On April 15, 1978 a Bullskin Township man discovered his dogs playing with a human skull in his yard. The victim was identified as Elizabeth Jane Berquist, 24, of Elizabeth Township, Allegheny County, who had been reported missing months before. Her skull had been smashed and efforts to find her killer have been painstakingly difficult, although Marshall said new tips have reignited the case and that suspects are now being developed.
School children spotted the body of Anthony Joseph Marino, 68, along a rural road in Luzerne Township on April 13, 1979. The Hiller businessman had been beaten to death and his killer remains free, although police said they have narrowed the scope of their investigation to a handful of suspects.
Donald Roy Wilt, 26, of Grantsville, Md., was driving through Henry Clay Township on Aug. 30, 1980 when he got into what police believe to be the first documented case of homicidal road rage in the state. When emergency officials arrived at the scene, they found Wilt dead from a gunshot wound through the neck. His killer has been narrowed to a handful of suspects.
In September 1980, Thomas Allan Brody Miller of Connellsville was reported missing by his wife. His body was discovered, with multiple bullet wounds, a few weeks later at a location in Wheeler Bottom, Dunbar Township.
Bennie Fletcher Sr., 68, had recently been in and out of prison for shooting two people and running underage prostitution rings in Fayette County when his body was found riddled with bullets in the trunk of his car in Vanderbilt on March 21, 1981. A local clansman was tried in the case but was acquitted. Police are still trying to determine who gunned Fletcher down.
In the summer of 1981, Charles “Mississippi” Johnson, a carnival worker from Mississippi rolled into town. He never left and police have considered his disappearance from Dunbar Township a homicide for more than three decades. Marshall said he is close to making an arrest in the case.
The body of an unidentified woman was found underneath a tractor-trailer that overturned in Georges Township on May 2, 1986. More than 27 years later, “Jane Doe” has still not been identified, although Marshall said new tips are leading police to possibly identifying the woman.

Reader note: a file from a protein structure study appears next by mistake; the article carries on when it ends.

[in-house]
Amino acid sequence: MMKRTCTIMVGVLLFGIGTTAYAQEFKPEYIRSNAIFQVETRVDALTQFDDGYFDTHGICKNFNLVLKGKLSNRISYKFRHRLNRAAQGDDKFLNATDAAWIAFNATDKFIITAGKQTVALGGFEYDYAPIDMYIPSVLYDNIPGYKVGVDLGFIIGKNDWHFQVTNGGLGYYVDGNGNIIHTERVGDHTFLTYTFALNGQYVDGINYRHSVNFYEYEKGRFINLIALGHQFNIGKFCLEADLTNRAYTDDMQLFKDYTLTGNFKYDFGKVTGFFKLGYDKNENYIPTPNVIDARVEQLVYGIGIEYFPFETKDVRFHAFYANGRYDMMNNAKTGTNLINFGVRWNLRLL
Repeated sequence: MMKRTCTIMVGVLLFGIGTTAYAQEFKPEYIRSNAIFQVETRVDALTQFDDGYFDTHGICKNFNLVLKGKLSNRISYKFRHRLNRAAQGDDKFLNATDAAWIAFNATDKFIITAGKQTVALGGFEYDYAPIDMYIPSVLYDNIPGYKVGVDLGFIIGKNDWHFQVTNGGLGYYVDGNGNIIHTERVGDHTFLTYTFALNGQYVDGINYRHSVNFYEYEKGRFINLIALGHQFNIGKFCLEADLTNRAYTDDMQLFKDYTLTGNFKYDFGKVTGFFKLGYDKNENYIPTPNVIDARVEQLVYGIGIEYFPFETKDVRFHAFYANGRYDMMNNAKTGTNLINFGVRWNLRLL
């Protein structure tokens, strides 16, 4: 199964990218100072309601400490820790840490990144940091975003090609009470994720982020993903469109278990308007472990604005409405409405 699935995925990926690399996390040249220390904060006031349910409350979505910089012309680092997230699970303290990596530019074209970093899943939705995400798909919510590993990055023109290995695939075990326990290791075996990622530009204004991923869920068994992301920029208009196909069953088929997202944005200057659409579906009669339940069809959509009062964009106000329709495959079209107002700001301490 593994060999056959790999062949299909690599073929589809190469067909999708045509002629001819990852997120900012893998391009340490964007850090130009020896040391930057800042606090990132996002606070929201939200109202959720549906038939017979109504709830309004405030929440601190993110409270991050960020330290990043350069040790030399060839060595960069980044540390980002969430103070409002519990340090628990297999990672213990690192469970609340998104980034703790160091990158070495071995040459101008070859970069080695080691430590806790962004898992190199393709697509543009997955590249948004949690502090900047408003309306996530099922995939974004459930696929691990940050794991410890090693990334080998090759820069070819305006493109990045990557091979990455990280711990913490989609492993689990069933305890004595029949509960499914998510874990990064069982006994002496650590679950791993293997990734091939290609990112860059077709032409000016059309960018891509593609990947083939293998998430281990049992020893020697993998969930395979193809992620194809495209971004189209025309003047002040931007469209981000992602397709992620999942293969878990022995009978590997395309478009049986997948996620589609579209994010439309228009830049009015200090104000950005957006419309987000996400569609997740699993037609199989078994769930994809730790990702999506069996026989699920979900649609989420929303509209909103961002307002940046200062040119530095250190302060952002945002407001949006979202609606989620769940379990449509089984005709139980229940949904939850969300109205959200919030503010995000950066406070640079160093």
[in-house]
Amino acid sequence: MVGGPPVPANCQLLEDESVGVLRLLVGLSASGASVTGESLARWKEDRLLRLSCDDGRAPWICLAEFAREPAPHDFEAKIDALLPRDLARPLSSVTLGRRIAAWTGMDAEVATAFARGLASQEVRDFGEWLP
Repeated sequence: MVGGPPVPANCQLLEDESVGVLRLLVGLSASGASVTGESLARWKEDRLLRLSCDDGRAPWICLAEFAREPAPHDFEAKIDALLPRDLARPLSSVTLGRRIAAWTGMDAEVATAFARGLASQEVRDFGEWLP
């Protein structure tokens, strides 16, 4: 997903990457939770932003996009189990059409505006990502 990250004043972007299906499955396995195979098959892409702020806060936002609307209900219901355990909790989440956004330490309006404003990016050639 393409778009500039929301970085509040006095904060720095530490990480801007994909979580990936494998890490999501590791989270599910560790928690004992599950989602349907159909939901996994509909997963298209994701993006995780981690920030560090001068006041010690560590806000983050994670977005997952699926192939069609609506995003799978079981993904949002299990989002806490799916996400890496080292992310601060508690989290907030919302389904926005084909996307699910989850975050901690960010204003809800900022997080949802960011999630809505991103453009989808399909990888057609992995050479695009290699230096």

On July 22, 1986, the bodies of three children – Franklin David Isler, 9, Tiara Marie Isler, 8, and Lanny Ray Isler, 6 – were found burned inside their home in Uniontown. The fire was ruled an arson and while police do not necessarily think the children were targets, they continue to pursue those responsible for their deaths.
On Halloween in 1993, Laurie Lynn Caric, returning to her Hopwood home from a night out with friends, was blasted by a shotgun in the upper chest resulting in her death. Police have identified several “persons of interest” in the case but have not been able to find those final pieces of evidence or tidbits of testimony to make an arrest.
A man working on a CSX train spotted the body of Anna Marie Callahan, 16, of McKeesport over an embankment along the Monongahela River in Belle Vernon on Oct. 15, 1995. The girl, who had been seen by her family the day before her body was discovered, had been strangled with a bit of cord. Police think she knew her killer.
Hunters on a chilly day in Masontown on Dec. 14, 1996 discovered the body of Michael Ray Poling, 42, of Grafton, W.Va. The man, who had been in and out trouble with the law for more than a decade, had been bludgeoned to death. Police believe Poling was familiar with his killer.
On Sept. 13, 1999, fire swept through the Dainty Personal Care Home in Jefferson Township killing residents Irene Baker, 90, Audrey “Mac” Patterson, 84, and Elvira Pasqualoni, 97. The cause of the fire was never determined and as such the case has remained open and is being investigated by police as a triple homicide.
Lamont “J-Boy” Bristol, 24, of Monessen was stabbed to death during a bar fight in Brownsville in early January 2003. The pocket knife used to kill Bristol was recovered at the scene but his killer was never identified.